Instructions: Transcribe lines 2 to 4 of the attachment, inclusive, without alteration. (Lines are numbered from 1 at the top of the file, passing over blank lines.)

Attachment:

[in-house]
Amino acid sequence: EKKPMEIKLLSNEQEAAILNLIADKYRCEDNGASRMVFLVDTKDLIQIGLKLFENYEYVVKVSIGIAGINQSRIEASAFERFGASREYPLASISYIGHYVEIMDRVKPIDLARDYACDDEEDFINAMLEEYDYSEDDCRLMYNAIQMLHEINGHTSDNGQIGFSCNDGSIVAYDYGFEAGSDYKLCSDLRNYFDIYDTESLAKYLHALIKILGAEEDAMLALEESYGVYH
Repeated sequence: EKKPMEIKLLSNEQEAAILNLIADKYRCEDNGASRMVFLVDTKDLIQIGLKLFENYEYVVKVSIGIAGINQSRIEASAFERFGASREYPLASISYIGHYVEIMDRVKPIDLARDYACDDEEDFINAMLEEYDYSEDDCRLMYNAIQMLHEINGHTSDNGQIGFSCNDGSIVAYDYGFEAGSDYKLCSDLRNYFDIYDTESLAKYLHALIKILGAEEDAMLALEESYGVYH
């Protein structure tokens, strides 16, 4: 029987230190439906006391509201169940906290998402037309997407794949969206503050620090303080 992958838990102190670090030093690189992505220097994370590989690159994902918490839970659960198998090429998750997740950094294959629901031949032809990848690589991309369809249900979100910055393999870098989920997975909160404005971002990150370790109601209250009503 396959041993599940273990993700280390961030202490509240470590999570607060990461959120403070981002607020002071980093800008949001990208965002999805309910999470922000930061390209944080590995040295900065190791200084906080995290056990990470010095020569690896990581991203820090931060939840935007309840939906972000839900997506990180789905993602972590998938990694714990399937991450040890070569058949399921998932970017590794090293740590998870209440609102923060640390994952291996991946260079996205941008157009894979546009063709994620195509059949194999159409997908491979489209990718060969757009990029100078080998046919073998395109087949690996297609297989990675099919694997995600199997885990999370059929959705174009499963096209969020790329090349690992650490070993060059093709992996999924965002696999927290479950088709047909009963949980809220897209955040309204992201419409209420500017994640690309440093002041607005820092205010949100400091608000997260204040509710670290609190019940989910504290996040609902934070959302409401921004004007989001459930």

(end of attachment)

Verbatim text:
Amino acid sequence: EKKPMEIKLLSNEQEAAILNLIADKYRCEDNGASRMVFLVDTKDLIQIGLKLFENYEYVVKVSIGIAGINQSRIEASAFERFGASREYPLASISYIGHYVEIMDRVKPIDLARDYACDDEEDFINAMLEEYDYSEDDCRLMYNAIQMLHEINGHTSDNGQIGFSCNDGSIVAYDYGFEAGSDYKLCSDLRNYFDIYDTESLAKYLHALIKILGAEEDAMLALEESYGVYH
Repeated sequence: EKKPMEIKLLSNEQEAAILNLIADKYRCEDNGASRMVFLVDTKDLIQIGLKLFENYEYVVKVSIGIAGINQSRIEASAFERFGASREYPLASISYIGHYVEIMDRVKPIDLARDYACDDEEDFINAMLEEYDYSEDDCRLMYNAIQMLHEINGHTSDNGQIGFSCNDGSIVAYDYGFEAGSDYKLCSDLRNYFDIYDTESLAKYLHALIKILGAEEDAMLALEESYGVYH
């Protein structure tokens, strides 16, 4: 029987230190439906006391509201169940906290998402037309997407794949969206503050620090303080 992958838990102190670090030093690189992505220097994370590989690159994902918490839970659960198998090429998750997740950094294959629901031949032809990848690589991309369809249900979100910055393999870098989920997975909160404005971002990150370790109601209250009503 396959041993599940273990993700280390961030202490509240470590999570607060990461959120403070981002607020002071980093800008949001990208965002999805309910999470922000930061390209944080590995040295900065190791200084906080995290056990990470010095020569690896990581991203820090931060939840935007309840939906972000839900997506990180789905993602972590998938990694714990399937991450040890070569058949399921998932970017590794090293740590998870209440609102923060640390994952291996991946260079996205941008157009894979546009063709994620195509059949194999159409997908491979489209990718060969757009990029100078080998046919073998395109087949690996297609297989990675099919694997995600199997885990999370059929959705174009499963096209969020790329090349690992650490070993060059093709992996999924965002696999927290479950088709047909009963949980809220897209955040309204992201419409209420500017994640690309440093002041607005820092205010949100400091608000997260204040509710670290609190019940989910504290996040609902934070959302409401921004004007989001459930």